Ransomware spreading via the cloud: Virlock another twist on cyber scourge
2016 has been the year of ransomware in healthcare and beyond, and cybercriminals are continually modifying their techniques to improve the effectiveness of their attacks.
A prime of example of this is the two-year old ransomware Virlock. While the virus has been around for a few years, the most recent strain is able to spread through cloud storage and collaboration applications, according to Netskope researchers.
This means users can inadvertently spread Virlock across an organization's network with a "fan-out" effect, the researchers added. In doing so, Virlock spreads via cloud sync, cloud storage and collaboration applications.
In the past, Virlock was seen as a novel ransomware as it borrowed from a wide range of threat techniques, according to Lysa Myers, security researcher at ESET, an IT security company. However, at the moment, the virus is not that prevalent.
"Malware authors often try to get crafty with adding and subtracting functionality to see if it helps make them more money," Myers said. "Parasitic infectors naturally cause a lot of unintentional corruption of infected files, as malware writers aren't generally known for their excellent quality assurance testing skills."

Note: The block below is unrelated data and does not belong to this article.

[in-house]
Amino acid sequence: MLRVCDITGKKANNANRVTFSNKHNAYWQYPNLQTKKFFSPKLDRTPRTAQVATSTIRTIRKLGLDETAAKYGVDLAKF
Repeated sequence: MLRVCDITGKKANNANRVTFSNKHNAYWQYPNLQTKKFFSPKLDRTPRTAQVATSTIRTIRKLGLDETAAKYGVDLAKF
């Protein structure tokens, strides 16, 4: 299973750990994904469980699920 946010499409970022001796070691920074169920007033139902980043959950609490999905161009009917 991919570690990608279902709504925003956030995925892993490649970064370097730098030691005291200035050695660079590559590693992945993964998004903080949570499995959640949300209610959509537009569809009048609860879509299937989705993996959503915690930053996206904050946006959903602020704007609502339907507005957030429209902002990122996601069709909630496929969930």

"So even if (an organization) did pay, they might be left with a larger-than-average number of gummed up files," she added. "As this has been in development for a few years, it would seem the author is rather committed to giving this technique their best shot. Time will tell if this becomes more effective."
Virlock works by first infecting all of a user's files, Netskope researchers said. The new 'infector files' include data synced with the cloud collaboration application, which then spreads to the cloud folder and infects the stored files.
In doing so, other users who click on the files in the shared folder, inadvertently execute the Virlock-infected files and the rest of the files on their machines become encrypted, researchers said.
The virus asks for a Bitcoin payment to unencrypt the machine, but, it appears as an FBI anti-piracy warning. Users must pay the 'first-time offender fee,' which cybercriminals user to scare victims into paying the ransom.
To prevent infection, Myers said organizations should treat Virlock like other ransomware. All software must be updated regularly. Anti-malware should be used and frequently updated, while IT leaders should routinely scan files, removable media and cloud drives. Further, organizations need to enable showing hidden-file extensions, which will filter emails with double-file extensions.
"In general, non-brute force decryptors do not exist, or have not yet been developed, so it's important to use security software to protect against all known strains, and to the largest degree possible, those yet unknown," Myers said.